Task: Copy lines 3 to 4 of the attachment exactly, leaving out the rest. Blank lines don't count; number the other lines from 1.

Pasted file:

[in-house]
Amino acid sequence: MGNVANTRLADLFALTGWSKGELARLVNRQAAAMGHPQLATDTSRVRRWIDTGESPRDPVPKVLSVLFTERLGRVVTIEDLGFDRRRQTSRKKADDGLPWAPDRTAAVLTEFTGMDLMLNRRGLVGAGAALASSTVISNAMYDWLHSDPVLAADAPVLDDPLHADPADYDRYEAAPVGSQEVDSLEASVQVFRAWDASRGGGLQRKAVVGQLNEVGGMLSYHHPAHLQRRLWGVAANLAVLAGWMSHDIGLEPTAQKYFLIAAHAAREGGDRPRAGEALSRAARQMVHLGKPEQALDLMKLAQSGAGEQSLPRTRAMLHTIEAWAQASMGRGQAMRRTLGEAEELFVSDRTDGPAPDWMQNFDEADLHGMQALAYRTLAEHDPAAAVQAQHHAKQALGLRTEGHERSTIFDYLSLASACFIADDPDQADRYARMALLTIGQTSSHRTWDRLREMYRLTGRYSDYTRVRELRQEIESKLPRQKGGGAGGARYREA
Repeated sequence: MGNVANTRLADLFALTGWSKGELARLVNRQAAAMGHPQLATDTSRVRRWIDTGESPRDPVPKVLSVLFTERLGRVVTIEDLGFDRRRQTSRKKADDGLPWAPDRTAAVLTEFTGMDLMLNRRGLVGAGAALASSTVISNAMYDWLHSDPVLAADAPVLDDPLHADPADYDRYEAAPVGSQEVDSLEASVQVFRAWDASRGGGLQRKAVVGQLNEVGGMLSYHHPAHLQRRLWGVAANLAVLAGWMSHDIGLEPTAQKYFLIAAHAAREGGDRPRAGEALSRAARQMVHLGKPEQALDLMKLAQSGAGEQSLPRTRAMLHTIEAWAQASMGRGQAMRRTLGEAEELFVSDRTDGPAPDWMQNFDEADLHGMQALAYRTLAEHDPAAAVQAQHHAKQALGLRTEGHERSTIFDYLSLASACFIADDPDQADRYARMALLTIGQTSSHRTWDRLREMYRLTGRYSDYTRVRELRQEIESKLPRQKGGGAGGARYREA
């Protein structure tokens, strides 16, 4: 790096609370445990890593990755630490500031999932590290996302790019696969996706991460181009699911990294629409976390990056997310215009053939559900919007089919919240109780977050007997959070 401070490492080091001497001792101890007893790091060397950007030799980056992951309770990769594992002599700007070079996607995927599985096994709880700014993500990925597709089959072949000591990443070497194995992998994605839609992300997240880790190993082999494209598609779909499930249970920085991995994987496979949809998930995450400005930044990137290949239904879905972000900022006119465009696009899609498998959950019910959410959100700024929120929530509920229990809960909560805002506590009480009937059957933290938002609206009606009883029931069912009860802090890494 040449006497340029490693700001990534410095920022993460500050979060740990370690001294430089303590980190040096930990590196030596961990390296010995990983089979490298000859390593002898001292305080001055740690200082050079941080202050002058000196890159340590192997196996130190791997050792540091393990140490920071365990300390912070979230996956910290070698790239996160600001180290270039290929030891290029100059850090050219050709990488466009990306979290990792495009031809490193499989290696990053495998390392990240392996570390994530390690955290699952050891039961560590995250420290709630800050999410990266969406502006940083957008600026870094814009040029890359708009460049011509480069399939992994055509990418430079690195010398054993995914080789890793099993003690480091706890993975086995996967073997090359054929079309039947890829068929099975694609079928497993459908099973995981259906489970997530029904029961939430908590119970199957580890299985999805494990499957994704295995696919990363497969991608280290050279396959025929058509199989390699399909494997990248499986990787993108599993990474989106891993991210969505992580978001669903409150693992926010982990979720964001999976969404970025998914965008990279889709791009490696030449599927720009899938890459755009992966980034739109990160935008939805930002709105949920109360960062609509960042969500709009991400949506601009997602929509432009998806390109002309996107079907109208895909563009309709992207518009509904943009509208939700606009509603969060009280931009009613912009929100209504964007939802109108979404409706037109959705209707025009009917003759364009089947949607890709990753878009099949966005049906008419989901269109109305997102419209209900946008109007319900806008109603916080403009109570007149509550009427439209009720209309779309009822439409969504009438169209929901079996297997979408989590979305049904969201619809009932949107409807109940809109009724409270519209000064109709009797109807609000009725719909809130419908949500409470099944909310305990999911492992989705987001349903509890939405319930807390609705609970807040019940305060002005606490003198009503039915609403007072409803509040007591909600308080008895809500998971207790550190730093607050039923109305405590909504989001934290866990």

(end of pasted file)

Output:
Repeated sequence: MGNVANTRLADLFALTGWSKGELARLVNRQAAAMGHPQLATDTSRVRRWIDTGESPRDPVPKVLSVLFTERLGRVVTIEDLGFDRRRQTSRKKADDGLPWAPDRTAAVLTEFTGMDLMLNRRGLVGAGAALASSTVISNAMYDWLHSDPVLAADAPVLDDPLHADPADYDRYEAAPVGSQEVDSLEASVQVFRAWDASRGGGLQRKAVVGQLNEVGGMLSYHHPAHLQRRLWGVAANLAVLAGWMSHDIGLEPTAQKYFLIAAHAAREGGDRPRAGEALSRAARQMVHLGKPEQALDLMKLAQSGAGEQSLPRTRAMLHTIEAWAQASMGRGQAMRRTLGEAEELFVSDRTDGPAPDWMQNFDEADLHGMQALAYRTLAEHDPAAAVQAQHHAKQALGLRTEGHERSTIFDYLSLASACFIADDPDQADRYARMALLTIGQTSSHRTWDRLREMYRLTGRYSDYTRVRELRQEIESKLPRQKGGGAGGARYREA
């Protein structure tokens, strides 16, 4: 790096609370445990890593990755630490500031999932590290996302790019696969996706991460181009699911990294629409976390990056997310215009053939559900919007089919919240109780977050007997959070 401070490492080091001497001792101890007893790091060397950007030799980056992951309770990769594992002599700007070079996607995927599985096994709880700014993500990925597709089959072949000591990443070497194995992998994605839609992300997240880790190993082999494209598609779909499930249970920085991995994987496979949809998930995450400005930044990137290949239904879905972000900022006119465009696009899609498998959950019910959410959100700024929120929530509920229990809960909560805002506590009480009937059957933290938002609206009606009883029931069912009860802090890494 040449006497340029490693700001990534410095920022993460500050979060740990370690001294430089303590980190040096930990590196030596961990390296010995990983089979490298000859390593002898001292305080001055740690200082050079941080202050002058000196890159340590192997196996130190791997050792540091393990140490920071365990300390912070979230996956910290070698790239996160600001180290270039290929030891290029100059850090050219050709990488466009990306979290990792495009031809490193499989290696990053495998390392990240392996570390994530390690955290699952050891039961560590995250420290709630800050999410990266969406502006940083957008600026870094814009040029890359708009460049011509480069399939992994055509990418430079690195010398054993995914080789890793099993003690480091706890993975086995996967073997090359054929079309039947890829068929099975694609079928497993459908099973995981259906489970997530029904029961939430908590119970199957580890299985999805494990499957994704295995696919990363497969991608280290050279396959025929058509199989390699399909494997990248499986990787993108599993990474989106891993991210969505992580978001669903409150693992926010982990979720964001999976969404970025998914965008990279889709791009490696030449599927720009899938890459755009992966980034739109990160935008939805930002709105949920109360960062609509960042969500709009991400949506601009997602929509432009998806390109002309996107079907109208895909563009309709992207518009509904943009509208939700606009509603969060009280931009009613912009929100209504964007939802109108979404409706037109959705209707025009009917003759364009089947949607890709990753878009099949966005049906008419989901269109109305997102419209209900946008109007319900806008109603916080403009109570007149509550009427439209009720209309779309009822439409969504009438169209929901079996297997979408989590979305049904969201619809009932949107409807109940809109009724409270519209000064109709009797109807609000009725719909809130419908949500409470099944909310305990999911492992989705987001349903509890939405319930807390609705609970807040019940305060002005606490003198009503039915609403007072409803509040007591909600308080008895809500998971207790550190730093607050039923109305405590909504989001934290866990």